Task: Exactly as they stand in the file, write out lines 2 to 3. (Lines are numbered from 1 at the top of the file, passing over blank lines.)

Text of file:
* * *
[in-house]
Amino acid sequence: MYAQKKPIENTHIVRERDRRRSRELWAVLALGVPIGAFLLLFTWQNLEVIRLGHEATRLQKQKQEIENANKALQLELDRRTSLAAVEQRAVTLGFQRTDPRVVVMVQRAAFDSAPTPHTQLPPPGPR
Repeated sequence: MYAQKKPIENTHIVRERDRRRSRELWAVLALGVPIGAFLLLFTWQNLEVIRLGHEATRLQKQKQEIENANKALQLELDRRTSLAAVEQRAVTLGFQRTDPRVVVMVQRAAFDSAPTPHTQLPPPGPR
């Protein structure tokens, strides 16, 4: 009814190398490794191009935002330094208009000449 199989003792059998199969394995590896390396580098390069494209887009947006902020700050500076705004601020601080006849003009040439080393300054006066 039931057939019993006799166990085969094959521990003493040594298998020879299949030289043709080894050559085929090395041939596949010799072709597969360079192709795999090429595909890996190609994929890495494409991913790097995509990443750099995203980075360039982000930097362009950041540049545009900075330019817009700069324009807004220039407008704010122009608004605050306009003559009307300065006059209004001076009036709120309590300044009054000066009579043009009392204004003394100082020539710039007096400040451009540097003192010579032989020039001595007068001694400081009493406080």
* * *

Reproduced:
Amino acid sequence: MYAQKKPIENTHIVRERDRRRSRELWAVLALGVPIGAFLLLFTWQNLEVIRLGHEATRLQKQKQEIENANKALQLELDRRTSLAAVEQRAVTLGFQRTDPRVVVMVQRAAFDSAPTPHTQLPPPGPR
Repeated sequence: MYAQKKPIENTHIVRERDRRRSRELWAVLALGVPIGAFLLLFTWQNLEVIRLGHEATRLQKQKQEIENANKALQLELDRRTSLAAVEQRAVTLGFQRTDPRVVVMVQRAAFDSAPTPHTQLPPPGPR